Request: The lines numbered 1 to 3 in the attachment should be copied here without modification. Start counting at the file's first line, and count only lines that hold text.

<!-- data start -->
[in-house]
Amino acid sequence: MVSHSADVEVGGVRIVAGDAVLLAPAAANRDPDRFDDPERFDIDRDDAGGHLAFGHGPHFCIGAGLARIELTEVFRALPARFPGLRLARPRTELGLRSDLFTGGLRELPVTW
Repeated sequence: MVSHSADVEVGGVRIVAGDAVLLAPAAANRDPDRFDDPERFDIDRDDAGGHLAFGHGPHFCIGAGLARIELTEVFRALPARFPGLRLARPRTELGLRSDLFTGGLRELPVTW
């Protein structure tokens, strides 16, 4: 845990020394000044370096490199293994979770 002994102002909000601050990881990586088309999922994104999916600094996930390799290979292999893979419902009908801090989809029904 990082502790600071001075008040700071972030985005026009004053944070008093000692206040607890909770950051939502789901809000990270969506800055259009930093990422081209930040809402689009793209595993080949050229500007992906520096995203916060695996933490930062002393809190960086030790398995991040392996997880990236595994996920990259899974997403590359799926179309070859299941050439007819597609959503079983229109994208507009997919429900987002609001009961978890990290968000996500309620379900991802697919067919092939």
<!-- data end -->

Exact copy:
[in-house]
Amino acid sequence: MVSHSADVEVGGVRIVAGDAVLLAPAAANRDPDRFDDPERFDIDRDDAGGHLAFGHGPHFCIGAGLARIELTEVFRALPARFPGLRLARPRTELGLRSDLFTGGLRELPVTW
Repeated sequence: MVSHSADVEVGGVRIVAGDAVLLAPAAANRDPDRFDDPERFDIDRDDAGGHLAFGHGPHFCIGAGLARIELTEVFRALPARFPGLRLARPRTELGLRSDLFTGGLRELPVTW